Gardening

When do tulips bloom?

Info Guru, Catalogs.com

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Tulips take little effort to plant and offer a bounty of beauty
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Wondering about when do tulips bloom coincides with thoughts of spring

Look into the mesmerizing center of a tulip. What you see is an exquisite work of art. What makes the petals of some tulips appear to be a riot of curly mayhem while other tulips resemble a smooth, cup-shaped goblet? What determines the answers to questions such as when do tulips bloom? Evolution might explain some things. Mother Nature could elaborate. Experts such as the Dutch, who have been concocting hybrid tulips for centuries, can take credit. Hybrids are engineered varieties of tulips that combine a little of this from one type of tulip and a little of that from another to produce something never before seen in the market place. Science helps greatly in producing the nearly 6,000 tulip varieties available now. Popular today are collections of spring bulbs—tulip, daffodil, crocus and hyacinth bulbs—that can be found in grouped assortments shipped as starter kits for folks who want a spectacular sampler. However, when it comes to the question—when do tulips bloom—the answer may vary slightly depending upon a garden’s location, local rainfall, climate, soil composition and the toll taken by bulb busters such as chipmunks, squirrels, deer and other varmints that like to wrap their two lips around your tulips.


Tulip planting precedes winter weather


Most tulips are planted after the autumn season rolls into town. The planting of tulip bulbs in the fall takes place after the soil temperature—at a depth of six inches—drops to 60 degrees Fahrenheit or less. A look at any horticultural planting guide will show when the first hard frost in your area is expected. But when do tulips bloom? It depends upon where you live and how cold the winters become there. Specifics also are found in bulb catalogs—publications rich in horticulture facts.


In general, especially in the Northern Hemisphere, the fall is when bulbs go under the ground. Wintertime sees them gaining strength to push upward through the soil. Folks who just can’t wait to see tulip bulbs bloom in the spring often turn to the propagation of other easy-to-grow plants—tropical plants—that do well indoors. An amazing array of succulents, cacti, orchids and other tropical plants is available all year. They are exotic beauties and caring for tropical plants takes little effort. But what about tulips? When do tulips bloom? They spring forth—in the spring.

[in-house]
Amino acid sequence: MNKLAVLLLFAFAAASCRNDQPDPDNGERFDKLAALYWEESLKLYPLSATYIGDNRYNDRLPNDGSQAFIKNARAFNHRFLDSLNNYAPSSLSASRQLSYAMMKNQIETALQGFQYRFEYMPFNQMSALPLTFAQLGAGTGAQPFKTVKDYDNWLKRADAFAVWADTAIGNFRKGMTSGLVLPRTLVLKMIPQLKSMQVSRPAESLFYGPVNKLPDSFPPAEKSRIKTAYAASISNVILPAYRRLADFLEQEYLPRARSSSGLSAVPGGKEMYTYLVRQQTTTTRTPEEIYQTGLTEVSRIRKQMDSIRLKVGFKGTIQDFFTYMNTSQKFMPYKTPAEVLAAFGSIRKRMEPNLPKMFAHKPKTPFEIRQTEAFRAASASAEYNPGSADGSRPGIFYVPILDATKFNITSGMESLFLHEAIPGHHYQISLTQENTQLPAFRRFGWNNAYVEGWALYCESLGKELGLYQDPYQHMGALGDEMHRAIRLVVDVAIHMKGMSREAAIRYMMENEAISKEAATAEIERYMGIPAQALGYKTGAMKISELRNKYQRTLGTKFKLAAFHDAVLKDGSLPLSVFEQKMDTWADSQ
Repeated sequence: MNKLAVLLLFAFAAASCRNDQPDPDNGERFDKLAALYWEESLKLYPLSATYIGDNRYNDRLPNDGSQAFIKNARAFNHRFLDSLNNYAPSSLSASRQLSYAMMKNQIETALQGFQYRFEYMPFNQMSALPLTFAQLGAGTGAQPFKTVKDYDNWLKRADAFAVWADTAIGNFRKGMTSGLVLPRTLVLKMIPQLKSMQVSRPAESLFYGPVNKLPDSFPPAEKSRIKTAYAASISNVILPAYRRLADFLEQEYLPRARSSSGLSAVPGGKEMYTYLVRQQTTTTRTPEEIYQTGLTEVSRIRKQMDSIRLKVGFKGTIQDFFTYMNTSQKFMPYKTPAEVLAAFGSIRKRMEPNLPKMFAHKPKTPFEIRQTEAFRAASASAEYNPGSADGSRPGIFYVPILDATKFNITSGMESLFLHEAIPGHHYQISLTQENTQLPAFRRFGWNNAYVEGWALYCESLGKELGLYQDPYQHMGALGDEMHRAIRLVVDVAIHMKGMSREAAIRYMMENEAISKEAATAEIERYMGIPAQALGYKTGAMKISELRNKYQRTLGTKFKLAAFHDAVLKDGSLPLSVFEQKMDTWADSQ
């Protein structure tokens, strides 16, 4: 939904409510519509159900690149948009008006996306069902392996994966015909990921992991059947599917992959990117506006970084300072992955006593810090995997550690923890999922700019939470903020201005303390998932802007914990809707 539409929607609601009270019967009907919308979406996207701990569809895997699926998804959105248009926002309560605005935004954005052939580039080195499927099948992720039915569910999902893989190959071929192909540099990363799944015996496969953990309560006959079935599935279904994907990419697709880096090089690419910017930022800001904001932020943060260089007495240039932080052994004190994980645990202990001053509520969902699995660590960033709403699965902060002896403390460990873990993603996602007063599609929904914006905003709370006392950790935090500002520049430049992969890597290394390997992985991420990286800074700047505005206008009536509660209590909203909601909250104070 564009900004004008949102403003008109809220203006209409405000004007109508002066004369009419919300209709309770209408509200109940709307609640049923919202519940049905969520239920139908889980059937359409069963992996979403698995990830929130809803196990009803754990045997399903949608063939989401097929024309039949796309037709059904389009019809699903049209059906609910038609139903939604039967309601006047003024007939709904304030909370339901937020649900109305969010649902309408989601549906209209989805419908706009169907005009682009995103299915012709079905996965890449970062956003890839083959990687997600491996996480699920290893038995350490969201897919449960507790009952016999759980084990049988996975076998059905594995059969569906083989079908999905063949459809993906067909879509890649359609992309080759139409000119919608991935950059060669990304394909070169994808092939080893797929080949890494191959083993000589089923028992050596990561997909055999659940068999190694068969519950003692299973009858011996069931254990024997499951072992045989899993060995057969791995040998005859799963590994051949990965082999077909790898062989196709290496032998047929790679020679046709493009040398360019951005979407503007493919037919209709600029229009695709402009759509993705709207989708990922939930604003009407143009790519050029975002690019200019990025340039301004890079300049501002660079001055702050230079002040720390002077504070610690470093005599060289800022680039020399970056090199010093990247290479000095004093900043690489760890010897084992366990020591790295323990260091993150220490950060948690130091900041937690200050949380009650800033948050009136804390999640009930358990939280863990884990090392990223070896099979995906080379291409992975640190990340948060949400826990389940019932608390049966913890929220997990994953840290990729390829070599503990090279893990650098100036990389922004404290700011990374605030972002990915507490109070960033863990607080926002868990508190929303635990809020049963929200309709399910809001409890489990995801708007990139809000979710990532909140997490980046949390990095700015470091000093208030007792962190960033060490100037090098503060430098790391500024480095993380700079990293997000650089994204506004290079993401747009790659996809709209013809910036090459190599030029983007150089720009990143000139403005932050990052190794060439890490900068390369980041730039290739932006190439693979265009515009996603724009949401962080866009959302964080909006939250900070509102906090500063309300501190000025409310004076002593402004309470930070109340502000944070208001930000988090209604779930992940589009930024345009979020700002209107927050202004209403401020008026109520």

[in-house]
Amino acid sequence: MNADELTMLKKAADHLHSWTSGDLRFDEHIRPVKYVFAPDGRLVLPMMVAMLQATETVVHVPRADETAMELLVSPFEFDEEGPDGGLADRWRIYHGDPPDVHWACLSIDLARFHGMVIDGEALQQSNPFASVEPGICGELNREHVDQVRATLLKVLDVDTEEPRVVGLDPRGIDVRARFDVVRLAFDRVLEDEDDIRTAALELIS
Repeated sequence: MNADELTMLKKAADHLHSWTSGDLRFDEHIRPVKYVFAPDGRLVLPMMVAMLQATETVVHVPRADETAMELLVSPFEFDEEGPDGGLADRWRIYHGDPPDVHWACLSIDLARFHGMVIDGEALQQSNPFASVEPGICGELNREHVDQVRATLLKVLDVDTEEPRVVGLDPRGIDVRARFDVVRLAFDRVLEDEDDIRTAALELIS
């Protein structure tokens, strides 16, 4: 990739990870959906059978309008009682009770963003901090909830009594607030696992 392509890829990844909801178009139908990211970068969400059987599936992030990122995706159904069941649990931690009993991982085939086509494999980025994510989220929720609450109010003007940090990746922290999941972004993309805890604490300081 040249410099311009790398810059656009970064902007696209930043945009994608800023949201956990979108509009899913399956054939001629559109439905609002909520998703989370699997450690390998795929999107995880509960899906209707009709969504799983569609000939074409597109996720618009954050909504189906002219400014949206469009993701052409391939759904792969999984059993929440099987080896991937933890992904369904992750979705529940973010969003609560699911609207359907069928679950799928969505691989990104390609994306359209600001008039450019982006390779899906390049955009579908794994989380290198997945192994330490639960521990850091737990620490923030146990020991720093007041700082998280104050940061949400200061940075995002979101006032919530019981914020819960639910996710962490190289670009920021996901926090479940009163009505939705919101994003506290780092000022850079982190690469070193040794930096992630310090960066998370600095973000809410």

Tulips bloom at different rates


Tulip bulbs should be planted approximately six weeks to eight weeks before the first hard frost. Consult with experts at a garden center or a reliable online source to ensure you have tulip varieties that are a mix of early bloomers, mid-spring bloomers and bloomers that burst forth in the late spring. A continuous floral show—throughout the spring—will be your reward.


When do tulips bloom? The early birds may show their blooms as April arrives. Later varieties follow in May and June. By purchasing some of each, a garden can be filled with color throughout a longer period than is offered by just one variety. Some of the most reliable bloomers are easy to obtain by mail or at the local garden shop. The planting location is a factor, too, for tulips planted in sheltered areas will bloom earlier than those planted elsewhere.


Early varieties: White Emperor, Orange Emperor, Red Emperor, Red Riding Hood, Salute, Monte Carlo, etc.


Mid-season bloomers: Triumph, Mona Lisa, Mendels, Darwin Hybrids, Peony Tulip, Gregii Tulips, etc.


Late-season varieties: Parrot Tulips, Kingsblood, Dreamland, Queen of Night Black Tulips, Menton, etc.


Tulip planting tips and techniques


Size counts when it comes to tulip bulbs. The bulb is where the plant stores the energy needed to produce its flower and a big bulb equals a big flower. Plant level clusters of five or six bulbs to produce a patch of gorgeous color rather than a single bloom here and there.


Depth counts when planting tulips. Plant tulip bulbs with the pointed end on top and plant to a depth that ensures about four inches of soil will be between the tip of the bulb and ground level. If the soil is rather sandy, plant a couple inches deeper.


Moisture counts when getting tulips off to a good start. The planting is finished off with a good sprinkling of water, so that the bulbs are well drenched. Then, refrain from any more watering until shoots appear. Straw mulch may be used as protection in snowy areas. Final step: wait for spring.


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